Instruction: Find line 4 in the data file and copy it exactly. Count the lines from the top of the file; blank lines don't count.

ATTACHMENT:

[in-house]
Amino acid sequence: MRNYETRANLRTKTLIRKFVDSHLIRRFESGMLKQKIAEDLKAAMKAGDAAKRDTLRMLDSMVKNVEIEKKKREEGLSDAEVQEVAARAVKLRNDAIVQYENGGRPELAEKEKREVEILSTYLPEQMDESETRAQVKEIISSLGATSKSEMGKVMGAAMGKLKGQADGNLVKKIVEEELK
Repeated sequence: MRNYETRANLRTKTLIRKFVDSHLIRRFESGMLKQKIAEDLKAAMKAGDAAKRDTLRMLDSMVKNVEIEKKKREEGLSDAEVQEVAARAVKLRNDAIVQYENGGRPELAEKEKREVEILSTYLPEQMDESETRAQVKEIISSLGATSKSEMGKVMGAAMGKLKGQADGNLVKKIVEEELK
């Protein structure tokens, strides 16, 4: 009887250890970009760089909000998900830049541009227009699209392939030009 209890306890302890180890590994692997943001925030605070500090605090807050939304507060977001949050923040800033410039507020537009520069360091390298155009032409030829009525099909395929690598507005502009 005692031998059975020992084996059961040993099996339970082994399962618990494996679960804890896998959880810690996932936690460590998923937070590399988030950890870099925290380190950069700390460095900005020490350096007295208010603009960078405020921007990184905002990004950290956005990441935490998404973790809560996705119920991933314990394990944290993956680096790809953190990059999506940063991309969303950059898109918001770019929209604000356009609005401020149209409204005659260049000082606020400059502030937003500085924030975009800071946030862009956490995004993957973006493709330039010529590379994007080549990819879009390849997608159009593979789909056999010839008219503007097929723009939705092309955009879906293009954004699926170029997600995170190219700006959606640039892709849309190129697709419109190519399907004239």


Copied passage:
């Protein structure tokens, strides 16, 4: 009887250890970009760089909000998900830049541009227009699209392939030009 209890306890302890180890590994692997943001925030605070500090605090807050939304507060977001949050923040800033410039507020537009520069360091390298155009032409030829009525099909395929690598507005502009 005692031998059975020992084996059961040993099996339970082994399962618990494996679960804890896998959880810690996932936690460590998923937070590399988030950890870099925290380190950069700390460095900005020490350096007295208010603009960078405020921007990184905002990004950290956005990441935490998404973790809560996705119920991933314990394990944290993956680096790809953190990059999506940063991309969303950059898109918001770019929209604000356009609005401020149209409204005659260049000082606020400059502030937003500085924030975009800071946030862009956490995004993957973006493709330039010529590379994007080549990819879009390849997608159009593979789909056999010839008219503007097929723009939705092309955009879906293009954004699926170029997600995170190219700006959606640039892709849309190129697709419109190519399907004239």